A Swansea University study has revealed how as little as an hour a week of outdoor learning has tremendous benefits for children and also boosts teachers' job satisfaction.
Feeling valued, respected appear most important for job satisfaction in academic medicine
A survey of physicians in the Massachusetts General Hospital Department of Medicine finds that feeling valued, being treated with respect and working in a supportive environment were the factors most strongly associated with job satisfaction.
Sexual satisfaction among older people about more than just health
Sexual satisfaction among older people about more than just health.
Workplace sexism's effects on women's mental health and job satisfaction
A new Journal of Applied Social Psychology study investigates the associations between workplace sexism, sense of belonging at work, mental health, and job satisfaction for women in male-dominated industries.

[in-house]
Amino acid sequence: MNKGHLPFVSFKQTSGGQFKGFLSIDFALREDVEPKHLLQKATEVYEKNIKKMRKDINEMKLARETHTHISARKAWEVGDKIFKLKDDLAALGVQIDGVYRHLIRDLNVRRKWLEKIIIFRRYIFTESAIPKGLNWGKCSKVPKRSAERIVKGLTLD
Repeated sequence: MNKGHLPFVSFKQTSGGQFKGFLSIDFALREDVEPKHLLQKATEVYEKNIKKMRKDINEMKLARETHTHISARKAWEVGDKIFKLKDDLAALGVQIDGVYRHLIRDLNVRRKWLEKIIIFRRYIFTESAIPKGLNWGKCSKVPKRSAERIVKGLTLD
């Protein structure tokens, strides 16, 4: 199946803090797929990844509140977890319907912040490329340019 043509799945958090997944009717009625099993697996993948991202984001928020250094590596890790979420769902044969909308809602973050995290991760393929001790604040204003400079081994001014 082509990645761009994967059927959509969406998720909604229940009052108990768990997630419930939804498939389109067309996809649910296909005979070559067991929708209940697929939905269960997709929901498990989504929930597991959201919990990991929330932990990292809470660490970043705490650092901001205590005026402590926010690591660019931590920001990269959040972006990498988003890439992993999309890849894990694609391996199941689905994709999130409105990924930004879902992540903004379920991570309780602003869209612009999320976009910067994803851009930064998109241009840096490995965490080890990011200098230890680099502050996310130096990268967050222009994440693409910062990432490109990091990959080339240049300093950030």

Community satisfaction demands interaction
Being a good neighbor can have a powerful effect on residents' attitudes and behaviors even for those living in highly disadvantaged communities, according to the results of a new study by a University at Buffalo sociologist.
Patient satisfaction with plastic surgery -- it's the surgeon, not the practice
Patient satisfaction after plastic surgery is most affected by surgeon-related factors, such as taking the time to answer questions and including patients in the decision-making process, reports a study in the September issue of Plastic and Reconstructive Surgery®, the official medical journal of the American Society of Plastic Surgeons (ASPS).